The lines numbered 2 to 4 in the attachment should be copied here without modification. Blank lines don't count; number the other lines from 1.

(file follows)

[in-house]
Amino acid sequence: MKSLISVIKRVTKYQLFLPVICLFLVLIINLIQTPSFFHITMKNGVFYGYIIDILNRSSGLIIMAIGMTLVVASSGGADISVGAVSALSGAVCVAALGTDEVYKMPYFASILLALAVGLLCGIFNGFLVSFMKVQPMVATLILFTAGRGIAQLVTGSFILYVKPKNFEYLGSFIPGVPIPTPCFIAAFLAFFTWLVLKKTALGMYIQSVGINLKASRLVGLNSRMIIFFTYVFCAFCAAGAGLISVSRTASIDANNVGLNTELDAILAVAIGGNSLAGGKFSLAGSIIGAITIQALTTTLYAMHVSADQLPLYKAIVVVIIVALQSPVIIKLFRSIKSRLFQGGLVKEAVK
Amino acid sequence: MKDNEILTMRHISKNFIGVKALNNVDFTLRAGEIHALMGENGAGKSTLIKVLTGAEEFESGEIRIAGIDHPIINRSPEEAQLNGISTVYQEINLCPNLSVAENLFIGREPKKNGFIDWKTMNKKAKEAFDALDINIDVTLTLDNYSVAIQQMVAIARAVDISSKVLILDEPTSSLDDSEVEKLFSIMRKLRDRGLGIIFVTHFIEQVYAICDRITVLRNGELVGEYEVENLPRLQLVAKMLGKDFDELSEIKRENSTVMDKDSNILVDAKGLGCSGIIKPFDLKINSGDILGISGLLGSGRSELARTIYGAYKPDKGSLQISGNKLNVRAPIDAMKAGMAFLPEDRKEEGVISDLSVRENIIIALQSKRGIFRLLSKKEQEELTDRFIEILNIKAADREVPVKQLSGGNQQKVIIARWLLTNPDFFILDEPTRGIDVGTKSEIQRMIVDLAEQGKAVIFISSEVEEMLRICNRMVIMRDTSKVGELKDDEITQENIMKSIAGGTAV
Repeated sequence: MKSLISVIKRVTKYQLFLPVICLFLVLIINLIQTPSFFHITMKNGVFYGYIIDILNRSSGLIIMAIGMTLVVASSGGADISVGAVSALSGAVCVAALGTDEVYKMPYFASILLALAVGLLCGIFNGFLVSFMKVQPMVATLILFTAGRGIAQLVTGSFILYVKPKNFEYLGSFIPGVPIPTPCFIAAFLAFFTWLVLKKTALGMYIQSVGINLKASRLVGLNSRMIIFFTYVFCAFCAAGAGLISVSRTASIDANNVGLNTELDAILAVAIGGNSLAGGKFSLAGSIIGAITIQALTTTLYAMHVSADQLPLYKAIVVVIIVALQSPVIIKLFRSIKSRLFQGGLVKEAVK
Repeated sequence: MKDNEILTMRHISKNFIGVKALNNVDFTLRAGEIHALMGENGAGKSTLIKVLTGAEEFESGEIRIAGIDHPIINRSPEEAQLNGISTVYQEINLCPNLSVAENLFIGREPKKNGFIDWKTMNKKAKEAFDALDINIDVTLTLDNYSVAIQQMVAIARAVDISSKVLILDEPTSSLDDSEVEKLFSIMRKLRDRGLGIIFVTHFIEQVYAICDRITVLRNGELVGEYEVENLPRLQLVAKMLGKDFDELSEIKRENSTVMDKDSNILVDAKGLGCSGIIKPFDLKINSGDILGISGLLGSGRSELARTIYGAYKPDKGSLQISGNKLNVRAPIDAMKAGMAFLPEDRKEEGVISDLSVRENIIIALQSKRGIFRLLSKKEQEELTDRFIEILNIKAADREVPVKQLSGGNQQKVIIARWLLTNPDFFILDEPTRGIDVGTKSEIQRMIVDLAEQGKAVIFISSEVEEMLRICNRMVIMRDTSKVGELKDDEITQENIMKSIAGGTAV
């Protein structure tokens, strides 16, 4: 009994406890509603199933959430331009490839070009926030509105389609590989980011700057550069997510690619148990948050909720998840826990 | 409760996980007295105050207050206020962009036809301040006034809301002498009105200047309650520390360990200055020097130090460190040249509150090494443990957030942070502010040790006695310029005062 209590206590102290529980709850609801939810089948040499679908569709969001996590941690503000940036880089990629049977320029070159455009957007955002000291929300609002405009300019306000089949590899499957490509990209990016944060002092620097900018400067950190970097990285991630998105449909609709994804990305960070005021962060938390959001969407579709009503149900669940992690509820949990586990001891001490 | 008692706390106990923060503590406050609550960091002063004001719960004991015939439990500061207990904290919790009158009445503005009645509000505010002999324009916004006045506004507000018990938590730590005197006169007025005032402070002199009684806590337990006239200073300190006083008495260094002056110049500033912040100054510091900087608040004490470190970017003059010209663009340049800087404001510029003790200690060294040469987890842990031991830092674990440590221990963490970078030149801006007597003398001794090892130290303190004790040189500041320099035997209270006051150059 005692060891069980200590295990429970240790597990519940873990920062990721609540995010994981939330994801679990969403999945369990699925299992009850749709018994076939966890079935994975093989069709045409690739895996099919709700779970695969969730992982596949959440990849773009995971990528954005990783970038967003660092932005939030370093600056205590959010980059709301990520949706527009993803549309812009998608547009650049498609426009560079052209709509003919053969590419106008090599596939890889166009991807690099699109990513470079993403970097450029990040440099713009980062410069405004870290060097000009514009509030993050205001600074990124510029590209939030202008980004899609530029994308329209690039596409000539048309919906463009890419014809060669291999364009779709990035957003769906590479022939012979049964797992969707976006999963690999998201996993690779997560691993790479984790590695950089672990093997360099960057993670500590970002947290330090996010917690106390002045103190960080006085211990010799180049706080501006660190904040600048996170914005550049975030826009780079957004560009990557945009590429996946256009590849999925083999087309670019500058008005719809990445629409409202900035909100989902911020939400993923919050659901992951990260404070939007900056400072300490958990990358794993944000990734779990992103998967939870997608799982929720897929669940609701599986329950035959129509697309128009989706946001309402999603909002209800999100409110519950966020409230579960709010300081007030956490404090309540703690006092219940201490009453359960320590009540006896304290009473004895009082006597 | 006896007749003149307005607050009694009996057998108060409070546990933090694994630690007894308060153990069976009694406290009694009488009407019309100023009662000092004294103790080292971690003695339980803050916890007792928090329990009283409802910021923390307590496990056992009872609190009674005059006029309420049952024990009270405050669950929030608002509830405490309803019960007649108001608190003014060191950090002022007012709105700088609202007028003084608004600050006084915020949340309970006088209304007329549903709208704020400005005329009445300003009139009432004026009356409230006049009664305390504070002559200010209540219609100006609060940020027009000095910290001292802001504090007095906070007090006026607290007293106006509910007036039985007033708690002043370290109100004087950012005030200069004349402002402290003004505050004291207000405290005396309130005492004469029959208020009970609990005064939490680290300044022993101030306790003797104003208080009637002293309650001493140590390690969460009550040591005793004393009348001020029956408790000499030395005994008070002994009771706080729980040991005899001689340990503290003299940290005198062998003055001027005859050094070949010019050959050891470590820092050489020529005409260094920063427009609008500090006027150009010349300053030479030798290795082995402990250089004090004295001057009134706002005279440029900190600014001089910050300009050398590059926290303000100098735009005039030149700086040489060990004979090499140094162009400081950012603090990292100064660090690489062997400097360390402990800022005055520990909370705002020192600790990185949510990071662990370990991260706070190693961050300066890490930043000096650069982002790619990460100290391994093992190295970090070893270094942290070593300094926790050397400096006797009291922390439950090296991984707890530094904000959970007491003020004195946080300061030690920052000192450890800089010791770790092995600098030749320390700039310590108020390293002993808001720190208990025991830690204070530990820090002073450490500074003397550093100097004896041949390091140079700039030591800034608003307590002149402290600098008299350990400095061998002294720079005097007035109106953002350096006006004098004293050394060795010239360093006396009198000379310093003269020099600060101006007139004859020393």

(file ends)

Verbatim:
Amino acid sequence: MKSLISVIKRVTKYQLFLPVICLFLVLIINLIQTPSFFHITMKNGVFYGYIIDILNRSSGLIIMAIGMTLVVASSGGADISVGAVSALSGAVCVAALGTDEVYKMPYFASILLALAVGLLCGIFNGFLVSFMKVQPMVATLILFTAGRGIAQLVTGSFILYVKPKNFEYLGSFIPGVPIPTPCFIAAFLAFFTWLVLKKTALGMYIQSVGINLKASRLVGLNSRMIIFFTYVFCAFCAAGAGLISVSRTASIDANNVGLNTELDAILAVAIGGNSLAGGKFSLAGSIIGAITIQALTTTLYAMHVSADQLPLYKAIVVVIIVALQSPVIIKLFRSIKSRLFQGGLVKEAVK
Amino acid sequence: MKDNEILTMRHISKNFIGVKALNNVDFTLRAGEIHALMGENGAGKSTLIKVLTGAEEFESGEIRIAGIDHPIINRSPEEAQLNGISTVYQEINLCPNLSVAENLFIGREPKKNGFIDWKTMNKKAKEAFDALDINIDVTLTLDNYSVAIQQMVAIARAVDISSKVLILDEPTSSLDDSEVEKLFSIMRKLRDRGLGIIFVTHFIEQVYAICDRITVLRNGELVGEYEVENLPRLQLVAKMLGKDFDELSEIKRENSTVMDKDSNILVDAKGLGCSGIIKPFDLKINSGDILGISGLLGSGRSELARTIYGAYKPDKGSLQISGNKLNVRAPIDAMKAGMAFLPEDRKEEGVISDLSVRENIIIALQSKRGIFRLLSKKEQEELTDRFIEILNIKAADREVPVKQLSGGNQQKVIIARWLLTNPDFFILDEPTRGIDVGTKSEIQRMIVDLAEQGKAVIFISSEVEEMLRICNRMVIMRDTSKVGELKDDEITQENIMKSIAGGTAV
Repeated sequence: MKSLISVIKRVTKYQLFLPVICLFLVLIINLIQTPSFFHITMKNGVFYGYIIDILNRSSGLIIMAIGMTLVVASSGGADISVGAVSALSGAVCVAALGTDEVYKMPYFASILLALAVGLLCGIFNGFLVSFMKVQPMVATLILFTAGRGIAQLVTGSFILYVKPKNFEYLGSFIPGVPIPTPCFIAAFLAFFTWLVLKKTALGMYIQSVGINLKASRLVGLNSRMIIFFTYVFCAFCAAGAGLISVSRTASIDANNVGLNTELDAILAVAIGGNSLAGGKFSLAGSIIGAITIQALTTTLYAMHVSADQLPLYKAIVVVIIVALQSPVIIKLFRSIKSRLFQGGLVKEAVK